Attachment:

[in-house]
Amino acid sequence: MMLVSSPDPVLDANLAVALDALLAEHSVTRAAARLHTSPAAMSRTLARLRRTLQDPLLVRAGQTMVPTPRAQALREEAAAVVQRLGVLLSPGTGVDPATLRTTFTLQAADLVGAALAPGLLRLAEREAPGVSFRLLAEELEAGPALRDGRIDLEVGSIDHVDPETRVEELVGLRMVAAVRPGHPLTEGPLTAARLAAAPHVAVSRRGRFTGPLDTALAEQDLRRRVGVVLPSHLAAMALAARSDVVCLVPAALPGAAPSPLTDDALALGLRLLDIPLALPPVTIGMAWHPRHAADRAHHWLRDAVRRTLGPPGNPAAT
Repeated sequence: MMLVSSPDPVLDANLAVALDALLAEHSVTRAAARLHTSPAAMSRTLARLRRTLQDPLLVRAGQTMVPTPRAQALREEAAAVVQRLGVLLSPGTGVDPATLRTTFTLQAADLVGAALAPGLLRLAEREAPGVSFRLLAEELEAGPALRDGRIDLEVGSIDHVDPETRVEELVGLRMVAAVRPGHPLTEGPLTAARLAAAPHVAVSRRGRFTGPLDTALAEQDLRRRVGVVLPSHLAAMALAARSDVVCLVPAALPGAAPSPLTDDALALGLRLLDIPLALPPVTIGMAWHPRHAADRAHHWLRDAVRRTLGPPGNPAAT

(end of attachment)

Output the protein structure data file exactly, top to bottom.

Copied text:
[in-house]
Amino acid sequence: MMLVSSPDPVLDANLAVALDALLAEHSVTRAAARLHTSPAAMSRTLARLRRTLQDPLLVRAGQTMVPTPRAQALREEAAAVVQRLGVLLSPGTGVDPATLRTTFTLQAADLVGAALAPGLLRLAEREAPGVSFRLLAEELEAGPALRDGRIDLEVGSIDHVDPETRVEELVGLRMVAAVRPGHPLTEGPLTAARLAAAPHVAVSRRGRFTGPLDTALAEQDLRRRVGVVLPSHLAAMALAARSDVVCLVPAALPGAAPSPLTDDALALGLRLLDIPLALPPVTIGMAWHPRHAADRAHHWLRDAVRRTLGPPGNPAAT
Repeated sequence: MMLVSSPDPVLDANLAVALDALLAEHSVTRAAARLHTSPAAMSRTLARLRRTLQDPLLVRAGQTMVPTPRAQALREEAAAVVQRLGVLLSPGTGVDPATLRTTFTLQAADLVGAALAPGLLRLAEREAPGVSFRLLAEELEAGPALRDGRIDLEVGSIDHVDPETRVEELVGLRMVAAVRPGHPLTEGPLTAARLAAAPHVAVSRRGRFTGPLDTALAEQDLRRRVGVVLPSHLAAMALAARSDVVCLVPAALPGAAPSPLTDDALALGLRLLDIPLALPPVTIGMAWHPRHAADRAHHWLRDAVRRTLGPPGNPAAT